Scouting Tips: How to Find Whitetail Bucks After the Bachelor Herds Break Up
THE SYMPTOMS: It’s a week before the first whitetail season, and the guys at deer camp havebeen busy glassing fields … Continued
THE SYMPTOMS: It’s a week before the first whitetail season, and the guys at deer camp havebeen busy glassing fields and checking trail cameras. Every day after work,they hit the property to spy on one of the several groups of bucks that havebeen showing up in the same places like clockwork.
The last fewdays, however, have been a disappointment. A lone deer has appeared here orthere, but those bunches of bucks seem to have vanished like smoke. Whathappened here?
THE DIAGNOSIS: Seasonal social dissociative behavior exacerbated by altered food preferences.In other words, the bachelor party is over.
All summer, buckshang out with their buddies, mainly resting and feeding, in what are commonlycalled bachelor groups. But as summer turns to fall, shrinking daylight bringsdramatic changes in their physiology and behavior. Testosterone levels rise,antlers harden, necks start to swell, and bucks get increasingly intolerant ofone another. They begin sparring to work out who’s the toughest guy on theblock. Ultimately, each bachelor goes his own way.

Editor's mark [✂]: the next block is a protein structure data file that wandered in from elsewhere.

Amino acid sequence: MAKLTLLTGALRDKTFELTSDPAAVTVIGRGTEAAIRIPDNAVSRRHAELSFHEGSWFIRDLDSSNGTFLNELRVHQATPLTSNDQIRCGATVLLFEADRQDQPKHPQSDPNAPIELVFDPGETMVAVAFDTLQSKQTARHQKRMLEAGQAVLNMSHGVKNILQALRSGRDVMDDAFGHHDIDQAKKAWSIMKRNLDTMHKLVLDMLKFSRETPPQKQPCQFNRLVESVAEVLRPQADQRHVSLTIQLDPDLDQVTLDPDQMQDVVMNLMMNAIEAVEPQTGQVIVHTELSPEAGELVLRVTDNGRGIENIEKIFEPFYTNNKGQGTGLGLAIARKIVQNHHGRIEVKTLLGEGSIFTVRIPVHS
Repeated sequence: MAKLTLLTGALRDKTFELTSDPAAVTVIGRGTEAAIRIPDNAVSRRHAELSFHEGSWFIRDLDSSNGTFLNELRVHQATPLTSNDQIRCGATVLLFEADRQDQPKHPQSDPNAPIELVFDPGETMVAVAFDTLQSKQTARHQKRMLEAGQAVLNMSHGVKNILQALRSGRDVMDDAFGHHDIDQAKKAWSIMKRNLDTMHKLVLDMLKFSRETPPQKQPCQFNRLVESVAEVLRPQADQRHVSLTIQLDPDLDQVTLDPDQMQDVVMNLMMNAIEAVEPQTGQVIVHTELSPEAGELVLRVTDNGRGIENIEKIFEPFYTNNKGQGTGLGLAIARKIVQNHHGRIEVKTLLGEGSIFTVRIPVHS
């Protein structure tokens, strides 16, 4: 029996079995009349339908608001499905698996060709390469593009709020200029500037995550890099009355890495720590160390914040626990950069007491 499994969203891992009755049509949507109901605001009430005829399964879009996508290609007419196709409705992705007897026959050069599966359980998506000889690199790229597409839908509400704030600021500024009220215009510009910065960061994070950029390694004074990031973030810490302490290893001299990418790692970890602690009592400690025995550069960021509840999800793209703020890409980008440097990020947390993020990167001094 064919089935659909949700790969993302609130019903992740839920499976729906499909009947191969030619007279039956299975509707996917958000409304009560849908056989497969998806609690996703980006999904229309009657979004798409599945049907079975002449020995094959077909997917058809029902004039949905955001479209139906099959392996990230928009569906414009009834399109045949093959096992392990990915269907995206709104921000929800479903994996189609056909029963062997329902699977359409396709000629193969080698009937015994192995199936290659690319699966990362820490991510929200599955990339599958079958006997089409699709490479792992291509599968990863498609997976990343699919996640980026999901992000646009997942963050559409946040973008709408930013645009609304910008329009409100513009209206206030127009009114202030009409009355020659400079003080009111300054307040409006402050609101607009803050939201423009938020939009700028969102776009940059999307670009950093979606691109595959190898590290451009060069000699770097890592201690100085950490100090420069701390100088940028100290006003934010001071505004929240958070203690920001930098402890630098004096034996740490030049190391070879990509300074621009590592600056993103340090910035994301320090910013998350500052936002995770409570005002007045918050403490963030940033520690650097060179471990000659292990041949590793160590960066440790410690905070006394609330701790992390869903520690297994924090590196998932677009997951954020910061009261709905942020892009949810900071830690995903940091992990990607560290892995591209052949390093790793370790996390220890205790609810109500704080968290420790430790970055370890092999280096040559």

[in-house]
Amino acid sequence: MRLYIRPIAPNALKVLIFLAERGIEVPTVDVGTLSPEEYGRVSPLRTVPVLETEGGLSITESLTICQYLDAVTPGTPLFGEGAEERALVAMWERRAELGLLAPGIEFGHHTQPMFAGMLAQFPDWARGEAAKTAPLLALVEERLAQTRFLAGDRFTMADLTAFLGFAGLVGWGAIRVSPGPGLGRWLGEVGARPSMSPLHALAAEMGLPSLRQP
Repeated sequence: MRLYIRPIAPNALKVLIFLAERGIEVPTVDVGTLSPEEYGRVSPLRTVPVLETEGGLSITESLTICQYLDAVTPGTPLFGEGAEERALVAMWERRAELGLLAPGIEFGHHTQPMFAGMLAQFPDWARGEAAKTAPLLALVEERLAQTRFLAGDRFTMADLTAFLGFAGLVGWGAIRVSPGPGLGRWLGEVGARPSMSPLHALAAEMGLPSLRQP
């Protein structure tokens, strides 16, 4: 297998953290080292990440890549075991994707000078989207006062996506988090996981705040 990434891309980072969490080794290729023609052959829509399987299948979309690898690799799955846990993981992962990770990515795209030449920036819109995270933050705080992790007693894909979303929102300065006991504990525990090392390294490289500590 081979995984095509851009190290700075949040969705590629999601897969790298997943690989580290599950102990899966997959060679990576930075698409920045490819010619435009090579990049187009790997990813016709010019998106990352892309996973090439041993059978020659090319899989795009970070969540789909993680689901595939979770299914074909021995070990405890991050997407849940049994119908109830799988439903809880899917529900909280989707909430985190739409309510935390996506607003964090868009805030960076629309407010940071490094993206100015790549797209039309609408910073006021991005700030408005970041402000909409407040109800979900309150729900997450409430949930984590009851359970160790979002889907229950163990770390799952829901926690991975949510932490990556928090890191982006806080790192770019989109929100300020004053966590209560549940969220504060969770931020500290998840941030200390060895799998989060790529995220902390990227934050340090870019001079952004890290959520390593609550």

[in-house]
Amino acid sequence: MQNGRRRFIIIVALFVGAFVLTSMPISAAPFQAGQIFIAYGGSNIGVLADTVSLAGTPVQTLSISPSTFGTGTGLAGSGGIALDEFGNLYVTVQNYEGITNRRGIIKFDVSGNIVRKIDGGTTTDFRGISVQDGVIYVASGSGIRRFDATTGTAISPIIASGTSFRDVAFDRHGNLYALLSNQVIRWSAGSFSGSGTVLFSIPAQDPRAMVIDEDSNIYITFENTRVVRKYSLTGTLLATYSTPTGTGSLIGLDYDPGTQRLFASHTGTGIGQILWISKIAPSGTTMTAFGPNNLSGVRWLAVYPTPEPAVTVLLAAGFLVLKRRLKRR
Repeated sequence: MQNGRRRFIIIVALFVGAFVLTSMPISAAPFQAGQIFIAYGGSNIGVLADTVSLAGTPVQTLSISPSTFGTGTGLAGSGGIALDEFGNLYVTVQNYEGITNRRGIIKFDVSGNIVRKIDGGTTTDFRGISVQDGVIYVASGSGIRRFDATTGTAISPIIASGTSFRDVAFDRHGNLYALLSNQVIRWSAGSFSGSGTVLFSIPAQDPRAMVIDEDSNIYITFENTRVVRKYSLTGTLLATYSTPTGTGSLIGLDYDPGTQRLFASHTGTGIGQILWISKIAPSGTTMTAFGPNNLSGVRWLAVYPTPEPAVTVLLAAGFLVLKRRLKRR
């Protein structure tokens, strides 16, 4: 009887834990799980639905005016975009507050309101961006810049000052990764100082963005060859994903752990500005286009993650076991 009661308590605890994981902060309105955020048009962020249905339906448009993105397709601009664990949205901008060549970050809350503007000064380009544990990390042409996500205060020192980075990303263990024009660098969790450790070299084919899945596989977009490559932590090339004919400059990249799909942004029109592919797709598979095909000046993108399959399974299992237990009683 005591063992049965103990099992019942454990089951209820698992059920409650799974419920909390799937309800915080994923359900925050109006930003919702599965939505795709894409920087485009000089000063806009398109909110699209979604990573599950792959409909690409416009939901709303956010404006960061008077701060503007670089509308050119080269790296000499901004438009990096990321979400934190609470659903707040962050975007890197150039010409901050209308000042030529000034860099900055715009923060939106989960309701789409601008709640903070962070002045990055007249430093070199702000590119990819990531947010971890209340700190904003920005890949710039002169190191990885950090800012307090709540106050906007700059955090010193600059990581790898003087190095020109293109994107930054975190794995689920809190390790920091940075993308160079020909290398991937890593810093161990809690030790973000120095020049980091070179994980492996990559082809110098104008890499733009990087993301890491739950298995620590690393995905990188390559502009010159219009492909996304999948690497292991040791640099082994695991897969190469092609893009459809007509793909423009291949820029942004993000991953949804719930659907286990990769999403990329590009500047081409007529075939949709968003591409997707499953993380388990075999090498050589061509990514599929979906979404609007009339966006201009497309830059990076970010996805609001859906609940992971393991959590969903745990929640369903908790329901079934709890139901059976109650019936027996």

Food supplies areshifting as well. Deer that have been frequenting certain fields through thewarm months are finding new options in the woods. Acorns, persimmons, apples,and muscadines (in the South) are falling–and whitetails know it.
THEPRESCRIPTION: You must change gears. Get out and speed-scout diverse areas just ahead of theseason.
The bucks you’vebeen observing are likely still in the area. You just have to relocate them.Start by finding current food sources, such as soft mast and white oak acorns,which tend to drop early in fall and are deer favorites.
Move your trailcameras from field edges to natural funnels and trails between thicker beddingareas and the potential new grub. Keep a keen eye out for fresh rubs. This signis a good indicator of where the bucks are traveling now, and we know from ourresearch at the University of Georgia that early rubbing is generally done bythe more mature animals.
The same holdstrue for early scrapes: Young bucks don’t start pawing the earth in earnestuntil much later in the season. Set up on the freshest buck sign near favoredautumn food sources, and some of those big deer you watched all summer willlikely reappear right under your tree stand.